Eleventh-hour settlement all but secures Detroit’s art

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The safety of the DIA’s collection is close to hand after a deal is reached with the bankrupt city’s biggest creditor

DIA’s Rivera Court. Photo: Sean Munson

The Detroit Institute of Arts (DIA) has cleared its biggest remaining hurdle to secure its art collection. Last week, the city of Detroit reached a settlement with its largest holdout creditor, the Financial Guaranty Insurance Company (FGIC). As Detroit’s 16-month-long bankruptcy trial comes to a close this week, the 11th-hour deal all but guarantees that the DIA’s collection will not be sold to pay down the city’s debt.

The bond insurer FGIC—which is owed around $1bn of Detroit’s $18bn debt—was one of the most vocal opponents to the so-called “Grand Bargain”, a scheme to safeguard the DIA’s collection while generating money for the city’s pensioners. Under the terms of its recent settlement, the city has agreed to demolish the Joe Louis Arena, home to Detroit’s hockey team, and allow FGIC to develop a hotel, offices and retail stores in its place. In exchange, the company will withdraw its objections to Detroit’s plan to emerge from bankruptcy. Last month, the city reached a similar settlement with the Syncora Guarantee Insurance Company, another major creditor.

The bankruptcy judge Steven Rhodes is due to render a final verdict on the city’s plan—including the Grand Bargain, which is considered its centrepiece—during the first week of November. But some bankruptcy experts already consider it a done deal. “The city was always going to propose a plan that did not involve selling the art,” says Laura Bartell, a law professor at Wayne State University in Detroit. “That’s what they did, and the judge is going to confirm the plan.”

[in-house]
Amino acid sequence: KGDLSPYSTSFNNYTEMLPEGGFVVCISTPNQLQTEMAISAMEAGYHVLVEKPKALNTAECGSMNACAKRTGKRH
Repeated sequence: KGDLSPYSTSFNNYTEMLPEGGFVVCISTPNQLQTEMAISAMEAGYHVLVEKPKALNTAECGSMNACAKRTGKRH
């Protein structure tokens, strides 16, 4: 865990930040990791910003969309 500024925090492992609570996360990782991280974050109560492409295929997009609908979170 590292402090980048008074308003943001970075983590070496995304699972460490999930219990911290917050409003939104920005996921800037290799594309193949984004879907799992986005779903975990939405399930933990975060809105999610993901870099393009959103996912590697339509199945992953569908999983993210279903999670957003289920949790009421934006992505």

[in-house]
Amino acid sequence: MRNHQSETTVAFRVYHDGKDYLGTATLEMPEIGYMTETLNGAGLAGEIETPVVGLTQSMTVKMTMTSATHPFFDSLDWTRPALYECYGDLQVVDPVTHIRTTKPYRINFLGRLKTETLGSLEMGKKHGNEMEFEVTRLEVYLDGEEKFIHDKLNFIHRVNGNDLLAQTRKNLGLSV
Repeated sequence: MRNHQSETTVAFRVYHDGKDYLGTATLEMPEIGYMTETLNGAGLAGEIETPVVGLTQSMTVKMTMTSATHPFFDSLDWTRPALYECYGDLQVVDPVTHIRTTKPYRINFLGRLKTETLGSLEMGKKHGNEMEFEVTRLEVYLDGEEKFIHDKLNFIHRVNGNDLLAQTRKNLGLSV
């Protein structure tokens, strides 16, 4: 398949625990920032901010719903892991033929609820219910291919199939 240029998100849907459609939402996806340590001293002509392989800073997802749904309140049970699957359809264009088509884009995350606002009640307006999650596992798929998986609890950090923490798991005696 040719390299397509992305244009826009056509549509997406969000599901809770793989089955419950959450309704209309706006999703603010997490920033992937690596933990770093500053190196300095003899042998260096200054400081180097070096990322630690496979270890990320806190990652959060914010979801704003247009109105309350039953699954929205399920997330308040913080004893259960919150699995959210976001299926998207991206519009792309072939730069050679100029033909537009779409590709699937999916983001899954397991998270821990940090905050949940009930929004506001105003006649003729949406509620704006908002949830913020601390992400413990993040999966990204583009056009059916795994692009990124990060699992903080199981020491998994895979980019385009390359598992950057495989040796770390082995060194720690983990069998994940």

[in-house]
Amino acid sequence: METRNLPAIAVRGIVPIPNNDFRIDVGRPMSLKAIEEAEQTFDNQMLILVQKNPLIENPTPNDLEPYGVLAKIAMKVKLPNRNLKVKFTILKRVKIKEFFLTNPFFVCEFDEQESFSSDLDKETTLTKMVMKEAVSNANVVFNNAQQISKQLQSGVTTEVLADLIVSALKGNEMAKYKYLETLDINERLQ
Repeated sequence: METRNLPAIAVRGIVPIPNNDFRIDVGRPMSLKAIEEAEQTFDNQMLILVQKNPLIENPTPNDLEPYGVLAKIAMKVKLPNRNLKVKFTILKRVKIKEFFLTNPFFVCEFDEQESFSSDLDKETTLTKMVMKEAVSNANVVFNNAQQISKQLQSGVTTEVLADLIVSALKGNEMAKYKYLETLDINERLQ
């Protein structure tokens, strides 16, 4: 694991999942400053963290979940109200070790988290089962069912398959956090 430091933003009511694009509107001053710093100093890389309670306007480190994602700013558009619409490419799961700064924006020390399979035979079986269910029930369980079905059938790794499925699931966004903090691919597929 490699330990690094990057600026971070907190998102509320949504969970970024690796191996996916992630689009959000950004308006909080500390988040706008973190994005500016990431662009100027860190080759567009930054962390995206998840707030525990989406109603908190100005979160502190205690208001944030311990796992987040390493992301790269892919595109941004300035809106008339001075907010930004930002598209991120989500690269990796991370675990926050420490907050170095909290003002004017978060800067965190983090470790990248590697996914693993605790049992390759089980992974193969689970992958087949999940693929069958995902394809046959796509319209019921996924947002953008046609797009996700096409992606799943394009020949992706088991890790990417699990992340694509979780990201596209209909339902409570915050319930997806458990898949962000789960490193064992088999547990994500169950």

Many expected the fate of the DIA’s collection to remain in limbo well after Judge Rhodes’ ruling, however, because creditors unhappy with his decision were likely to appeal. (FGIC and Syncora previously claimed that a sale of the art collection could garner as much as $8.1bn.) The recent settlements take the possibility of an appeal off the table. The creditors “like what they are getting—they won’t want to appeal”, Bartell says.

If both the city council and Judge Rhodes approve Detroit’s proposed plan—which they are expected to do—the DIA will be spun off as an independent non-profit. The state of Michigan has teamed up with local and national organisations to pledge $816m over 20 years to the cause. The money would essentially fund a “buy-back” of the collection from the city of Detroit while providing pensions to retirees from the city’s police and fire departments. (Donors to the so-called Grand Bargain include the Los Angeles-based J. Paul Getty Trust, General Motors and the DIA itself, which pledged $100m.)

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